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Liberal Studies in the Great Books

The minor in Liberal Studies in the Great Books provides a variety of course options and a flexible sequence of study. The five courses capture well the point of reading classic texts and the opportunity to participate more fully in the ideal of liberal arts education. Accordingly, the minor is intrinsically interdisciplinary and horizon-expanding.

Required Courses

Three of the six Great Books seminars: PH261-266 One Preceptorial: PH467, 468, or 469

Select one from the following:
A fourth Great Books seminar, a second Preceptorial, PH321 Formal Logic, PH325 Metaphysics, PH331 Philosophy of Science, an English Literature course, or a Fine Arts course in history, theory, or appreciation (no studio courses.)

Courses

Great Books Seminars - The seminars provide a unique opportunity to participate in the study of the works of the major writers who have influenced the development of thought in the Western World.

261 Great Books Seminar - Greek
Selected readings are chosen from among the following: Homer, Aeschylus, Sophocles, Herodotus, Thucydides, Plato, Aristophanes, Plutarch, and Aristotle.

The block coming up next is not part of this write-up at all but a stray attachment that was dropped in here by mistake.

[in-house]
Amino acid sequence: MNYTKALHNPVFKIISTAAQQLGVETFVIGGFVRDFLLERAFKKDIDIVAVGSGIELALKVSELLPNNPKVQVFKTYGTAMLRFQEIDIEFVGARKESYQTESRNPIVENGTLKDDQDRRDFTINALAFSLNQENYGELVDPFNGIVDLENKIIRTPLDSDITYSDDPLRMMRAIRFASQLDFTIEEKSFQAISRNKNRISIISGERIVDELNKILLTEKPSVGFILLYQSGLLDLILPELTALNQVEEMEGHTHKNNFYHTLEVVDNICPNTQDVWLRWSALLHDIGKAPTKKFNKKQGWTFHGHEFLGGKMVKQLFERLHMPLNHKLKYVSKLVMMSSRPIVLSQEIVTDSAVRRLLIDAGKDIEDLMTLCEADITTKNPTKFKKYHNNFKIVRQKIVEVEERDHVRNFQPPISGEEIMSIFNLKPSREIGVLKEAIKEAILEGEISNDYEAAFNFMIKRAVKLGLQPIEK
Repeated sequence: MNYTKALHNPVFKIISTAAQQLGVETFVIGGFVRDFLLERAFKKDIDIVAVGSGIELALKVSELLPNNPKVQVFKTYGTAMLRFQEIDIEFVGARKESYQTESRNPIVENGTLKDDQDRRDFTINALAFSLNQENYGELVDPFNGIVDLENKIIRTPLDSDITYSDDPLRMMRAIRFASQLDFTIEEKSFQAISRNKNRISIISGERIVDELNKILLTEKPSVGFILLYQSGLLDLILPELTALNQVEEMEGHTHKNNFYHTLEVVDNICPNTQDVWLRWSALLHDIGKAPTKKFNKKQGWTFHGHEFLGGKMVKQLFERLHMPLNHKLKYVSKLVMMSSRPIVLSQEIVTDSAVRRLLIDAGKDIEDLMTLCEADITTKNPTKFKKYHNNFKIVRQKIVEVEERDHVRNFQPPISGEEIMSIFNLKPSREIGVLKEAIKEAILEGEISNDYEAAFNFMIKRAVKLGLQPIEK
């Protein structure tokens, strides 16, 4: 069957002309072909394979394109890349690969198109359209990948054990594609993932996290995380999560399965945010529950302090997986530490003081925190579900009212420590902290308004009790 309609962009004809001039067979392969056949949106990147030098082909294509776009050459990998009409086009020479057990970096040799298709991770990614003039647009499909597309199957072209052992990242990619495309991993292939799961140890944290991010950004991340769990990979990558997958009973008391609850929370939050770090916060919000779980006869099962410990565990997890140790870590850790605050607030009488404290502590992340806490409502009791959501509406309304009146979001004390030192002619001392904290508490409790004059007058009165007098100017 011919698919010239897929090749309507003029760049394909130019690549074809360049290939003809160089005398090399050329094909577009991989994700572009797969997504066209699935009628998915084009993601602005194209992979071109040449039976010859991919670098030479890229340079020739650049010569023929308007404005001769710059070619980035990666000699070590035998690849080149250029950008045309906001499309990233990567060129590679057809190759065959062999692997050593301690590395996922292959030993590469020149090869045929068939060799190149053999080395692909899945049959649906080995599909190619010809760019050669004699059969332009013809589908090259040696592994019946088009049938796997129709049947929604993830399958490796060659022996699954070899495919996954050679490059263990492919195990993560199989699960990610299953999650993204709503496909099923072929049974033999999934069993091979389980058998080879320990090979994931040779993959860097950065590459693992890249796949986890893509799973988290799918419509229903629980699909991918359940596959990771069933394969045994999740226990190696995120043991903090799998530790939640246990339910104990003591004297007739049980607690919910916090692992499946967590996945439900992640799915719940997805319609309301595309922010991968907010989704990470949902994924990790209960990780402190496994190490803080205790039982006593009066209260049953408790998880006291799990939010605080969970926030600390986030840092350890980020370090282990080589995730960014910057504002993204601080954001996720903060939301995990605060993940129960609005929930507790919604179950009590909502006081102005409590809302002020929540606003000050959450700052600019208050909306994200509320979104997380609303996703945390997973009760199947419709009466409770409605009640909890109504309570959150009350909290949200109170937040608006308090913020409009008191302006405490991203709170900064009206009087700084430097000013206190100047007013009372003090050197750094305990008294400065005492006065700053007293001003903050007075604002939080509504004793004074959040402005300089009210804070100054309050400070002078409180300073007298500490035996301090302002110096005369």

262 Great Books Seminar - Roman
Selected readings are chosen from among the following: Vergil, Lucretius, Cicero, Tacitus, Seneca, Plutarch, St. Augustine, and Plotinus.

263 Great Books Seminar - Medieval
Selected readings are chosen from among the following: Boethius, St. Augustine, St. Anselm, Beowulf, Dante, Song of Roland, St. Bonaventure, and St. Thomas Aquinas.

264 Great Books Seminar - Renaissance
Selected readings are chosen from among the following: Erasmus, Luther, Bacon, St. Thomas More, Machiavelli, Montaigne, Shakespeare, and Milton.

265 Great Books Seminar - Early Modern
Selected readings are chosen from among the following: Galileo, Hobbes, Descartes, Locke, Moliere, Hume, Kant, Swift, and Goethe.

266 Great Books Seminar - Late Modern
Selected readings are chosen from among the following: Madison, Hamilton, DeTocqueville, Hegel, Dostoevski, Kierkegaard, Nietzsche, Tolstoy, and Newman.